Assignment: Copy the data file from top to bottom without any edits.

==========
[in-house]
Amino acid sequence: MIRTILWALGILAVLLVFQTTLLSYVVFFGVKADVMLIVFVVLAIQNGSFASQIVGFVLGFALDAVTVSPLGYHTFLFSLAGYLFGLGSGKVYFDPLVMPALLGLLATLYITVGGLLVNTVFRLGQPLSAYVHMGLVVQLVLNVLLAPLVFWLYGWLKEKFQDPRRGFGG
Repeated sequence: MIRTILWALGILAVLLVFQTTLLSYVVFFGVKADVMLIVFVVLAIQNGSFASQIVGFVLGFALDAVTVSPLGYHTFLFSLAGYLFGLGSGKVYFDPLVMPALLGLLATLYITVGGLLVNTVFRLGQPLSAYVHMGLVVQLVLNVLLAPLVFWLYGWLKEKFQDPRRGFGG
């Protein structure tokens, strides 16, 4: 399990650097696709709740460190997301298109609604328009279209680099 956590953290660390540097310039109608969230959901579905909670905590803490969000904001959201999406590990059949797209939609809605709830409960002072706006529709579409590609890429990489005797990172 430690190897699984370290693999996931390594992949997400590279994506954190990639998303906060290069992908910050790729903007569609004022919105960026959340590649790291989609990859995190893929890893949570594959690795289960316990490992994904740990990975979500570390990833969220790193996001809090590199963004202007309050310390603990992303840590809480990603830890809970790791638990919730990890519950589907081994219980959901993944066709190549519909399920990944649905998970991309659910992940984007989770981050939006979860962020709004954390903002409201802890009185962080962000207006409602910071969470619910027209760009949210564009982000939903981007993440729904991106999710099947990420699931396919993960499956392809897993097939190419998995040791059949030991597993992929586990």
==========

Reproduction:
[in-house]
Amino acid sequence: MIRTILWALGILAVLLVFQTTLLSYVVFFGVKADVMLIVFVVLAIQNGSFASQIVGFVLGFALDAVTVSPLGYHTFLFSLAGYLFGLGSGKVYFDPLVMPALLGLLATLYITVGGLLVNTVFRLGQPLSAYVHMGLVVQLVLNVLLAPLVFWLYGWLKEKFQDPRRGFGG
Repeated sequence: MIRTILWALGILAVLLVFQTTLLSYVVFFGVKADVMLIVFVVLAIQNGSFASQIVGFVLGFALDAVTVSPLGYHTFLFSLAGYLFGLGSGKVYFDPLVMPALLGLLATLYITVGGLLVNTVFRLGQPLSAYVHMGLVVQLVLNVLLAPLVFWLYGWLKEKFQDPRRGFGG
């Protein structure tokens, strides 16, 4: 399990650097696709709740460190997301298109609604328009279209680099 956590953290660390540097310039109608969230959901579905909670905590803490969000904001959201999406590990059949797209939609809605709830409960002072706006529709579409590609890429990489005797990172 430690190897699984370290693999996931390594992949997400590279994506954190990639998303906060290069992908910050790729903007569609004022919105960026959340590649790291989609990859995190893929890893949570594959690795289960316990490992994904740990990975979500570390990833969220790193996001809090590199963004202007309050310390603990992303840590809480990603830890809970790791638990919730990890519950589907081994219980959901993944066709190549519909399920990944649905998970991309659910992940984007989770981050939006979860962020709004954390903002409201802890009185962080962000207006409602910071969470619910027209760009949210564009982000939903981007993440729904991106999710099947990420699931396919993960499956392809897993097939190419998995040791059949030991597993992929586990």